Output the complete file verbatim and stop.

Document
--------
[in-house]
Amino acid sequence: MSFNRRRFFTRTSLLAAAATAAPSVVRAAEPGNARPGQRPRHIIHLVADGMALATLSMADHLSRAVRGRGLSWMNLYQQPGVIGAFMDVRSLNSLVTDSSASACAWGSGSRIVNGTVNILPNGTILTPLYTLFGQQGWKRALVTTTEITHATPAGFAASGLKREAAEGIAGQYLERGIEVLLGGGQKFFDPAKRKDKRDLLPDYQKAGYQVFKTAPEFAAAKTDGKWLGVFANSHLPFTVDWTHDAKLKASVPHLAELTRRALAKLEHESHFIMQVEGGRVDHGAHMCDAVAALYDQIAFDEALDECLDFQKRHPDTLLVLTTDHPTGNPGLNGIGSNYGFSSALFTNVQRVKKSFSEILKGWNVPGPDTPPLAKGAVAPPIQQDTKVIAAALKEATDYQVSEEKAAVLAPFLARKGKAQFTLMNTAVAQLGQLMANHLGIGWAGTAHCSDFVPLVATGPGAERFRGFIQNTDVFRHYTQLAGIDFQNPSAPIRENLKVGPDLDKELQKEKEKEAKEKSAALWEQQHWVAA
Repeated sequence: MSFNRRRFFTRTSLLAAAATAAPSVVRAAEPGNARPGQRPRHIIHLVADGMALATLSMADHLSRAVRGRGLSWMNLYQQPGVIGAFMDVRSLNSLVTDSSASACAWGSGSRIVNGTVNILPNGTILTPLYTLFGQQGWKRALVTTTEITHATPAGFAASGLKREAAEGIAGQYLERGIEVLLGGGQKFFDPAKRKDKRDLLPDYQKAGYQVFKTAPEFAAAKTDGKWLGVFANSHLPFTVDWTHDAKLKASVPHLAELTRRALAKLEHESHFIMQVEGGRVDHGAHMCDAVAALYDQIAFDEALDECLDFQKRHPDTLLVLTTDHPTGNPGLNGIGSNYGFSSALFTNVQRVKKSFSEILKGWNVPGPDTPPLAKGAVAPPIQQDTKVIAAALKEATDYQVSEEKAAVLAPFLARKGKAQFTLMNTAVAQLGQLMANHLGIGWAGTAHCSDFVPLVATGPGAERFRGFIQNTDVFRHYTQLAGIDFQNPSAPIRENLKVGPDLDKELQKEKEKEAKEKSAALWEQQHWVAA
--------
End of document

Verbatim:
[in-house]
Amino acid sequence: MSFNRRRFFTRTSLLAAAATAAPSVVRAAEPGNARPGQRPRHIIHLVADGMALATLSMADHLSRAVRGRGLSWMNLYQQPGVIGAFMDVRSLNSLVTDSSASACAWGSGSRIVNGTVNILPNGTILTPLYTLFGQQGWKRALVTTTEITHATPAGFAASGLKREAAEGIAGQYLERGIEVLLGGGQKFFDPAKRKDKRDLLPDYQKAGYQVFKTAPEFAAAKTDGKWLGVFANSHLPFTVDWTHDAKLKASVPHLAELTRRALAKLEHESHFIMQVEGGRVDHGAHMCDAVAALYDQIAFDEALDECLDFQKRHPDTLLVLTTDHPTGNPGLNGIGSNYGFSSALFTNVQRVKKSFSEILKGWNVPGPDTPPLAKGAVAPPIQQDTKVIAAALKEATDYQVSEEKAAVLAPFLARKGKAQFTLMNTAVAQLGQLMANHLGIGWAGTAHCSDFVPLVATGPGAERFRGFIQNTDVFRHYTQLAGIDFQNPSAPIRENLKVGPDLDKELQKEKEKEAKEKSAALWEQQHWVAA
Repeated sequence: MSFNRRRFFTRTSLLAAAATAAPSVVRAAEPGNARPGQRPRHIIHLVADGMALATLSMADHLSRAVRGRGLSWMNLYQQPGVIGAFMDVRSLNSLVTDSSASACAWGSGSRIVNGTVNILPNGTILTPLYTLFGQQGWKRALVTTTEITHATPAGFAASGLKREAAEGIAGQYLERGIEVLLGGGQKFFDPAKRKDKRDLLPDYQKAGYQVFKTAPEFAAAKTDGKWLGVFANSHLPFTVDWTHDAKLKASVPHLAELTRRALAKLEHESHFIMQVEGGRVDHGAHMCDAVAALYDQIAFDEALDECLDFQKRHPDTLLVLTTDHPTGNPGLNGIGSNYGFSSALFTNVQRVKKSFSEILKGWNVPGPDTPPLAKGAVAPPIQQDTKVIAAALKEATDYQVSEEKAAVLAPFLARKGKAQFTLMNTAVAQLGQLMANHLGIGWAGTAHCSDFVPLVATGPGAERFRGFIQNTDVFRHYTQLAGIDFQNPSAPIRENLKVGPDLDKELQKEKEKEAKEKSAALWEQQHWVAA